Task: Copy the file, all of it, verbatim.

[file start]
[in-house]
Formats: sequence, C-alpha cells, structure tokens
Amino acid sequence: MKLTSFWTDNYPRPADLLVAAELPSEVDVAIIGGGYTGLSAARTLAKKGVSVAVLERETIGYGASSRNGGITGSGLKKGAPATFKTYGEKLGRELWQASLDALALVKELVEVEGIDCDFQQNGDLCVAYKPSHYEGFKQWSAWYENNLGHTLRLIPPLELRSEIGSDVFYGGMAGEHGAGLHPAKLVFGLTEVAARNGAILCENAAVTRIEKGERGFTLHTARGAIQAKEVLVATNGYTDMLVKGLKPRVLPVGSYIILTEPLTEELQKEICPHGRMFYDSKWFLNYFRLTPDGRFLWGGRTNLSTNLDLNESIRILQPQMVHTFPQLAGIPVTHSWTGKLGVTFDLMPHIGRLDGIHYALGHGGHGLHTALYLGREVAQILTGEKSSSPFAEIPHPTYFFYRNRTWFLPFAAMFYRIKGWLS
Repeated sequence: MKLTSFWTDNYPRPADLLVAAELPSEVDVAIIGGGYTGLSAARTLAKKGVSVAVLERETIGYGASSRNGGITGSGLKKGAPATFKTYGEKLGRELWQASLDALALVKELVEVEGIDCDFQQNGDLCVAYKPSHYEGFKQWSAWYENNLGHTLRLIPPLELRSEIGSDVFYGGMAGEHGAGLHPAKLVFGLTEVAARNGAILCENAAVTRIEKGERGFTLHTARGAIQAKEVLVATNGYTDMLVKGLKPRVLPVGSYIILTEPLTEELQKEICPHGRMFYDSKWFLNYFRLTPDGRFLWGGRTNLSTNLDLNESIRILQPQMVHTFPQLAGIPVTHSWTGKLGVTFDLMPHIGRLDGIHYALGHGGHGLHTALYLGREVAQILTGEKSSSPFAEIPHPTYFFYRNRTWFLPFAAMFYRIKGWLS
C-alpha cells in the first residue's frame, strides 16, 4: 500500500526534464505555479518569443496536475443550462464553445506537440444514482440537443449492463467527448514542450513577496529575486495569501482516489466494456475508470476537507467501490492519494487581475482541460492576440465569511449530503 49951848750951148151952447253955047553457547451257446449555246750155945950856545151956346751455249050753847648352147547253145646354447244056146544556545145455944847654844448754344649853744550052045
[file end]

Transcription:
[in-house]
Formats: sequence, C-alpha cells, structure tokens
Amino acid sequence: MKLTSFWTDNYPRPADLLVAAELPSEVDVAIIGGGYTGLSAARTLAKKGVSVAVLERETIGYGASSRNGGITGSGLKKGAPATFKTYGEKLGRELWQASLDALALVKELVEVEGIDCDFQQNGDLCVAYKPSHYEGFKQWSAWYENNLGHTLRLIPPLELRSEIGSDVFYGGMAGEHGAGLHPAKLVFGLTEVAARNGAILCENAAVTRIEKGERGFTLHTARGAIQAKEVLVATNGYTDMLVKGLKPRVLPVGSYIILTEPLTEELQKEICPHGRMFYDSKWFLNYFRLTPDGRFLWGGRTNLSTNLDLNESIRILQPQMVHTFPQLAGIPVTHSWTGKLGVTFDLMPHIGRLDGIHYALGHGGHGLHTALYLGREVAQILTGEKSSSPFAEIPHPTYFFYRNRTWFLPFAAMFYRIKGWLS
Repeated sequence: MKLTSFWTDNYPRPADLLVAAELPSEVDVAIIGGGYTGLSAARTLAKKGVSVAVLERETIGYGASSRNGGITGSGLKKGAPATFKTYGEKLGRELWQASLDALALVKELVEVEGIDCDFQQNGDLCVAYKPSHYEGFKQWSAWYENNLGHTLRLIPPLELRSEIGSDVFYGGMAGEHGAGLHPAKLVFGLTEVAARNGAILCENAAVTRIEKGERGFTLHTARGAIQAKEVLVATNGYTDMLVKGLKPRVLPVGSYIILTEPLTEELQKEICPHGRMFYDSKWFLNYFRLTPDGRFLWGGRTNLSTNLDLNESIRILQPQMVHTFPQLAGIPVTHSWTGKLGVTFDLMPHIGRLDGIHYALGHGGHGLHTALYLGREVAQILTGEKSSSPFAEIPHPTYFFYRNRTWFLPFAAMFYRIKGWLS
C-alpha cells in the first residue's frame, strides 16, 4: 500500500526534464505555479518569443496536475443550462464553445506537440444514482440537443449492463467527448514542450513577496529575486495569501482516489466494456475508470476537507467501490492519494487581475482541460492576440465569511449530503 49951848750951148151952447253955047553457547451257446449555246750155945950856545151956346751455249050753847648352147547253145646354447244056146544556545145455944847654844448754344649853744550052045